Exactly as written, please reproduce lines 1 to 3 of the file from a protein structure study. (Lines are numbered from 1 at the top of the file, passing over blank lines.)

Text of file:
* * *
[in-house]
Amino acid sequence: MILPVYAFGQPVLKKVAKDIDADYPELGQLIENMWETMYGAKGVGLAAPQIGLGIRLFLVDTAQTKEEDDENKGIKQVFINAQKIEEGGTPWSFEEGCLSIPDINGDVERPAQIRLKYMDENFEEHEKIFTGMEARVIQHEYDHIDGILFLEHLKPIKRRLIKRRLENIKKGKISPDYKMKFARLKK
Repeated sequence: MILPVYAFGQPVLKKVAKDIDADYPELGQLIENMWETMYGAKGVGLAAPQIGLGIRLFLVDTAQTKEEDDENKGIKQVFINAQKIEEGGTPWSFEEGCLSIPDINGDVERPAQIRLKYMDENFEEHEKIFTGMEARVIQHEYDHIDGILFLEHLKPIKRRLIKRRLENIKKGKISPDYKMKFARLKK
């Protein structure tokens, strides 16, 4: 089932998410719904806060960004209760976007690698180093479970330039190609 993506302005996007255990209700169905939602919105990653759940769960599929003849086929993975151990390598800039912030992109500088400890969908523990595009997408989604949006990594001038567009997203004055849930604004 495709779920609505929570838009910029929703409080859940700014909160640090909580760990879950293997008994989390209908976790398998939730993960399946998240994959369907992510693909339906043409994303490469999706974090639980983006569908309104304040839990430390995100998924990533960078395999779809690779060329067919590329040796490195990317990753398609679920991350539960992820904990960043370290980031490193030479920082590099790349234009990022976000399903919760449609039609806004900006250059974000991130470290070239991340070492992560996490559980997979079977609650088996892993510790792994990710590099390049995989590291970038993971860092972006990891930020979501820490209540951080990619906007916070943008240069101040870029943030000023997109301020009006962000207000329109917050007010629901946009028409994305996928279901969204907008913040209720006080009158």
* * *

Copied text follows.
[in-house]
Amino acid sequence: MILPVYAFGQPVLKKVAKDIDADYPELGQLIENMWETMYGAKGVGLAAPQIGLGIRLFLVDTAQTKEEDDENKGIKQVFINAQKIEEGGTPWSFEEGCLSIPDINGDVERPAQIRLKYMDENFEEHEKIFTGMEARVIQHEYDHIDGILFLEHLKPIKRRLIKRRLENIKKGKISPDYKMKFARLKK
Repeated sequence: MILPVYAFGQPVLKKVAKDIDADYPELGQLIENMWETMYGAKGVGLAAPQIGLGIRLFLVDTAQTKEEDDENKGIKQVFINAQKIEEGGTPWSFEEGCLSIPDINGDVERPAQIRLKYMDENFEEHEKIFTGMEARVIQHEYDHIDGILFLEHLKPIKRRLIKRRLENIKKGKISPDYKMKFARLKK